Travel Diary: 24 Hours in Saigon
Whether you call it Ho Chi Minh City or Saigon won’t change the following facts* about the biggest city in Vietnam:
1. There are 10 million people and 7 million motorbikes. Take care when crossing the street.
2. Traffic rules that seem set in stone (and enforceable by law) at home are more of a gentle suggestion here. See point 1.
3. The best place to eat pho is in District 5 at Pho Le.
4. There are a lot of things to see.
5. I wasn’t really interested in any of them.
I arrived in Saigon with just over 24 hours to soak in the sights, sounds, smells, and smog of the city before leaving for my next destination. I asked the friendly staff at the front desk of my hotel (Town House 23 for anyone who wants to know) what they’d recommend doing for the day. I tried to make it clear that I was a bit fatigued of touristy sites, and could they please point me in the direction of a cool neighbourhood where I could simply wander the streets and window shop for the day, stopping in at a café for a cappuccino when the need arose. I think something was lost in the translation, because they proceeded to circle all the tourist attractions on my map of HCMC.
In the interest of sharing, here is what they noted:
1. Notre Dame (not the Notre Dame, but a smaller approximation rendered in red brick)
2. the HCMC Post (designed by Gustave Eiffel)
3. the Opera House (also home to ÀÓ performance art show / circus)
4. Ben Thanh Market (rows on rows on rows of cheap goods)
5. Saigon Square Outlet Shopping (where presumably castoffs from local factories making name brand items find their way into bargain-hunters’ hands. Legit or not-so-legit? I’m not sure.)
6. Independence Palace (a really interesting example of 1960’s architecture)
Maybe it was my inner people-pleaser guiding me, but I did manage to make it to all these spots. However, the best part of my day took place purely by happenstance when I wandered into a grubby mid-rise building at 42 Nguyen Hue.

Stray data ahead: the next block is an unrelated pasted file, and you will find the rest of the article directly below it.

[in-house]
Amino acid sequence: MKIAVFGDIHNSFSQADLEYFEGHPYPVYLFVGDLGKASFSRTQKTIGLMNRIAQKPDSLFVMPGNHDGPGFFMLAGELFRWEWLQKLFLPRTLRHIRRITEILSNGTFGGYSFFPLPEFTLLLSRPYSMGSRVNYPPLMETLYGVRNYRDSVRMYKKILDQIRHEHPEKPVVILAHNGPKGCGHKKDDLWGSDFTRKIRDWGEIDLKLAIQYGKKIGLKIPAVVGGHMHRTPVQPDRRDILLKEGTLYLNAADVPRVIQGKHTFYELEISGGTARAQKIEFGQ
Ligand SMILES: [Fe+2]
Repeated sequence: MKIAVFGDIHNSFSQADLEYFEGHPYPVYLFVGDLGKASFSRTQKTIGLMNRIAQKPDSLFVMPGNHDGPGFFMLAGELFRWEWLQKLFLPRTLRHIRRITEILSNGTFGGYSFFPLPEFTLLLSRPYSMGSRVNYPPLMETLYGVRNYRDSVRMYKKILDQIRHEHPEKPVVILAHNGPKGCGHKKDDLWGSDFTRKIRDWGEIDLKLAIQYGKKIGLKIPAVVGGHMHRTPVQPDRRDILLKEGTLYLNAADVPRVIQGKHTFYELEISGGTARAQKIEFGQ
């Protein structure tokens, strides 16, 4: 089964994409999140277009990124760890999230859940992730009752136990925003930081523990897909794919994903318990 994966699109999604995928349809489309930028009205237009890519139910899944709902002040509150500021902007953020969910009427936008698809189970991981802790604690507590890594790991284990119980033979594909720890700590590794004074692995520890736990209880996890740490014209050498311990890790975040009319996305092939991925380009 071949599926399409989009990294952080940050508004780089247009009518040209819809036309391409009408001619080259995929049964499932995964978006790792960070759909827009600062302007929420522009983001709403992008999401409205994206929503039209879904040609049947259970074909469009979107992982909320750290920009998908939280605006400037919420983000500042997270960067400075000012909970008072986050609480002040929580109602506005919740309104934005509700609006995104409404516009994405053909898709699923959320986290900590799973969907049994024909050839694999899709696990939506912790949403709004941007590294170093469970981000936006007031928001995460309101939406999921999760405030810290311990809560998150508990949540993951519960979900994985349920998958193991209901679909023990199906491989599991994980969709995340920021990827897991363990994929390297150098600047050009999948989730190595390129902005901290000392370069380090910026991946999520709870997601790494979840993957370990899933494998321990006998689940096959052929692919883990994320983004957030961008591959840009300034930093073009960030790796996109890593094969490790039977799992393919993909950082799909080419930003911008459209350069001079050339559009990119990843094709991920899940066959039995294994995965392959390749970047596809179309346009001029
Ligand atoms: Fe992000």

Propelled only by blind faith and a few well-designed logos posted at street level on the front of the building, I stepped tentatively into the ground floor entrance – essentially a motorbike parking lot. But I noted a small gathering of people, low on pretense, high on style, waiting at an elevator, so I joined them.
It turns out that behind the sooty façade and maze of motorbikes, 42 Nguyen Hue is home to a building full of independent boutiques and small cafés, scattered across floors 2-7. The shops are tiny (no bigger than a hotel room in most cases) and usually found behind a non-descript door in an open air hallway more reminiscent of an apartment building than a retail location, but the spaces are filled with character and unique finds from local designers.
I found a jewelry shop with delicate rings and bracelets made of sterling silver. In another shop, a young designer specialized in tailored women’s suits. In yet another, the racks were scattered with sophisticated resort pieces in tropical prints, like breezy wide-legged culottes with watercolour palm leaves. There was also Partea, a charming English tearoom serving over 30 varieties of looseleaf teas and some decadent desserts.
On the fifth floor, I found my happy place at Saigon Oi. This light-filled café is actually three adjoining rooms with high ceilings and Scandinavian-inspired design. Almost all of the tables were taken by stylish young hipsters who appeared to be freelancers, working away on their laptops, or fashionable young professionals, having a casual business lunch. Light streams into the space through a set of enormous French doors and adjoining windows, trimmed in wrought-iron. The staff is sweet, the food is good, and most importantly, the cappuccinos are strong and delicious.
If you find yourself in Saigon (HCMC) and are itching to see the sights, no doubt you’ll find your fill. But if you want a slightly more relaxed experience, and a chance to chill out for the afternoon, I highly recommend a visit to 42 Nguyen Hue. You’ll be amazed at the treasures hiding behind the façade.
*Most of these “facts” were discovered via chatty motorbike drivers or helpful front desk staff. Take them with a grain of salt.